Here is a novel that could keep you enthralled as the evenings draw in. Although it is a work of fiction it contains some useful tips about tracing ancestors who were part of the child migrant programme.
The Vanished Child by M J Lee is the fourth in the Jayne Sinclair Genealogical Mystery series and sees the ex-police detective and Genealogist investigator search for a long lost man. The researcher must find the older half-brother that her elderly step-mother never knew she had until her own mother confessed on her death bed to having had an illegitimate first child.
The boy had been placed in a children's home while his mother attempted to get back on her feet, only for him to be shipped off to Australia before she and her new husband could claim him back.
Background to the novel
In the 1920s to 1970s more than 130,000 children were sent to a “better life” in Australia and Canada, under the child migrant programme.
The children ranged in age between three and 14 and mostly came from deprived backgrounds and were already in some form of social or charitable care, such as the boys' home in the fictional story. At the time, it was believed that the children would lead happier lives in their new countries and charities such as Barnardo’s and the Fairbridge Society, the Anglican and Catholic churches and local authorities helped with the organisation of their emigration.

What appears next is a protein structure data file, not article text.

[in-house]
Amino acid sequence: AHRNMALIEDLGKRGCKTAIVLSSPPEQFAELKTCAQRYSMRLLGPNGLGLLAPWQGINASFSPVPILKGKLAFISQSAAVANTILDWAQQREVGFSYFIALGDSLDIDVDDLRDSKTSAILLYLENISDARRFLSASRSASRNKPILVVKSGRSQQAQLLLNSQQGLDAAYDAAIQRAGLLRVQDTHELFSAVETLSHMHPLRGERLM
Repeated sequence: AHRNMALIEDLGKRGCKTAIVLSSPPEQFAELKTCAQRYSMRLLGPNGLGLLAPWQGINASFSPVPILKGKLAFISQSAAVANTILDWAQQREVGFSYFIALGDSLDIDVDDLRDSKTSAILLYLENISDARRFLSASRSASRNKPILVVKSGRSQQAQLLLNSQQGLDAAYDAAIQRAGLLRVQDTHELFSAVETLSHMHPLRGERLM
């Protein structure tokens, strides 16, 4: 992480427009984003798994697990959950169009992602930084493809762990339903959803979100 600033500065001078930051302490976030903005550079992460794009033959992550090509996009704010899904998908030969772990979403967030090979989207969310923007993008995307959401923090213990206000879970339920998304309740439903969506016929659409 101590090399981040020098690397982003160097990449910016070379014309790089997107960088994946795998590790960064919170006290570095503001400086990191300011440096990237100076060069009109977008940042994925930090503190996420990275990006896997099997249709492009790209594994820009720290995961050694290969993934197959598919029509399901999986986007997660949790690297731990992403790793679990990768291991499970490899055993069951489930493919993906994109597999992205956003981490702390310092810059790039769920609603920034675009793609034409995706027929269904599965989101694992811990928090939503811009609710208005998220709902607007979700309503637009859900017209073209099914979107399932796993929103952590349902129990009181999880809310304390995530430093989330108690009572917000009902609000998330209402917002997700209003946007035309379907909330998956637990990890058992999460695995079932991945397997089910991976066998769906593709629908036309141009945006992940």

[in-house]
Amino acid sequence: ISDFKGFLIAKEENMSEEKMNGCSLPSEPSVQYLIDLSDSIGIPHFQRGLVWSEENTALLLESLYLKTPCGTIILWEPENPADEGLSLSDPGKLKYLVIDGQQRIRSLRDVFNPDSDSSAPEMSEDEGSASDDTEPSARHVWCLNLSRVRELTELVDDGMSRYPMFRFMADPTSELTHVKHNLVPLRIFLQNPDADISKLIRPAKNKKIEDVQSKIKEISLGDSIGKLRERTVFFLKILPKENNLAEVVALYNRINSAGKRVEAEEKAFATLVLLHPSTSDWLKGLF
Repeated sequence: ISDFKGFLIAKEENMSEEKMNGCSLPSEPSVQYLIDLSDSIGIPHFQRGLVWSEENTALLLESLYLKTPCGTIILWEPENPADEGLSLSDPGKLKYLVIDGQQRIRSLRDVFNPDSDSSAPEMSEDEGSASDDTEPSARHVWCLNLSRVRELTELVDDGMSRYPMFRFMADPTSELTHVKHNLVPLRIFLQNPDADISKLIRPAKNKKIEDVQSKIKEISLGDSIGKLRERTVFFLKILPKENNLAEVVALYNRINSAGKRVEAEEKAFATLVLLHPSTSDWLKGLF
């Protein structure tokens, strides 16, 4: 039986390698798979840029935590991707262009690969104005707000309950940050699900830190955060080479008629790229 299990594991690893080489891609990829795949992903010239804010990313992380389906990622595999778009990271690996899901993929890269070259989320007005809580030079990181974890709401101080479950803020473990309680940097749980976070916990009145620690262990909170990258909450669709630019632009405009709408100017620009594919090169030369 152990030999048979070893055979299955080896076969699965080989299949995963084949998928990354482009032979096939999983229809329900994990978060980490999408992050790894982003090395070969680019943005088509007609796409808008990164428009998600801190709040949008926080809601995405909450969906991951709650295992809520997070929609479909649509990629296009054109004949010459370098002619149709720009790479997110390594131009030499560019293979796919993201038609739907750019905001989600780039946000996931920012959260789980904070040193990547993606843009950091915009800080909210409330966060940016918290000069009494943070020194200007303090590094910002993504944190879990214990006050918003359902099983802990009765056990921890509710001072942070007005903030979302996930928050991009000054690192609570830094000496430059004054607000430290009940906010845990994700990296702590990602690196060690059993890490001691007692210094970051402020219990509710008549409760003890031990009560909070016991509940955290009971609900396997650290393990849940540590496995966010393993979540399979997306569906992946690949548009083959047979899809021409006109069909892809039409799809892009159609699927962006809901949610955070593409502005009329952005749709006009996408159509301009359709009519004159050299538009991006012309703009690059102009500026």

The truth is that many ended up being abused or suffering hardship.
Well worth a read:
Here is the blurb on the author's website:
What would you do if you discovered you had a brother you never knew existed?
On her deathbed, Freda Duckworth confesses to giving birth to an illegitimate child in 1944 and temporarily placing him in a children's home. She returned later but he had vanished.
What happened to the child? Why did he disappear? Where did he go?
Jayne Sinclair, genealogical investigator, is faced with lies, secrets, and one of the most shameful episodes in recent history as she attempts to uncover the truth.
Can she find the vanished child?
This book is the fourth in the Jayne Sincalir Genealogical Mystery series, but can be read as a stand alone novel.
Every childhood lasts a lifetime.